An extra £22m has been provided for East Sussex’s social care services in the Chancellor’s Spring Budget.
Philip Hammond unveiled the extra £2bn in grant funding nationally over the next three years as the ‘system was clearly under pressure’.
This follows lobbying from East Sussex County Council calling for action to address funding shortfalls.
Like many local authorities across the country it is facing increased demand for services due to an ageing population as well as budget pressures after cuts to the funding it receives from central Government.
The county council’s share of the extra funding in the Budget includes £11m in 2017/18, £7.3m in 2018/19 and £3.6m in 2019/20, totalling £21.9m.
David Elkin, the county council’s deputy leader and lead member for resources, said, “We have faced considerable financial challenges in recent years, having saved close to £100 million this decade, with a further £17 million of savings due in 2017-18.
“As a county with an ageing population, this has placed considerable pressure on our adult social care services.
“While the extra funding for social care announced by the Chancellor won’t fill this gap, it will help us to further mitigate the savings we’re having to make and as such is something we welcome.
“We’re also pleased the Government has announced a Green Paper on long-term funding for social care as it’s vital there is a sustainable model in place, to meet the growing demand for services now and in the future.
“We will continue to work with colleagues in the NHS through the East Sussex Better Together programme, which is aimed at ensuring we employ a joined-up approach and make the best use of the resources available for health and social care in the county.
“We are awaiting full details of the additional funding and will need to study this before we know what the impact will be in East Sussex and how it will affect our adult social care budget over the next three years.”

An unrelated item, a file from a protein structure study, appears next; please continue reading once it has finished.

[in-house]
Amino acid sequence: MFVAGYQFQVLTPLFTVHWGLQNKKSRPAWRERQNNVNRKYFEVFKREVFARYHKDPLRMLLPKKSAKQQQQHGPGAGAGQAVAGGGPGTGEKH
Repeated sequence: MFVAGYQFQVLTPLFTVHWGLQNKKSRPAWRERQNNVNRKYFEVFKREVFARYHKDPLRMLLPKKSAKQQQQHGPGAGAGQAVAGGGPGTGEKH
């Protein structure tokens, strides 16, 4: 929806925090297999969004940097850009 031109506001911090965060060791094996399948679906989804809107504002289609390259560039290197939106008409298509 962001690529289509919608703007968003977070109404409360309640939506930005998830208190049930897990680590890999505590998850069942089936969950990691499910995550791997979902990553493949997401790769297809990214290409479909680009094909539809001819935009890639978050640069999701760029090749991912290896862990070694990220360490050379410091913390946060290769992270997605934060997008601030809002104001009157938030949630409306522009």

Mr Hammond said the funding would enable local authorities to commission more new care packages.
He added, “Alongside additional funding, the Health and Communities Secretaries will announce measures to identify and support authorities which are struggling, and to ensure more joined up working with the NHS.
“These measures, and greater collaborative working under NHS Sustainability and Transformation Plans, will bring short and medium-term benefits.
“But the long-term challenges of sustainably funding care in older age requires a strategic approach.
“And the Government will set out its thinking on the options for the future financing of social care in a Green Paper later this year.”
Mr Hammond said they needed to ensure local authorities and the NHS worked more closely to enable elderly patients to be discharged when they are ready, freeing up more hospital beds.
John Ungar, the Lib Dems’ spokesman for adult social care at the county council, said the Government U-turn showed a ‘belated recognition’ of how wrong ministers were to not announce extra funds last month as part of the local government finance settlement.
He added, “Until we know how the extra funds will be used by East Sussex County Council we will not be sure that the problem will be properly addressed even in the short term.
“We also do not know what strings will be attached to the use of the monies. Until we know these things we will not know how far these funds will go towards addressing the crisis in Adult Social Care.
“As a matter of urgency East Sussex will need to develop new services to assist with the timely discharge of patents from hospital.
“These services cannot just be turned on and off so will take months if not years to develop and settle in.
“This sudden turning on of some funds shows that the government does not understand the complexity of the provision of social care.
“Years of under funding by this government have taken a toll on the care system that will take a long time to repair.
“Adult Social Care is still to be properly funded and requires proper planning.”
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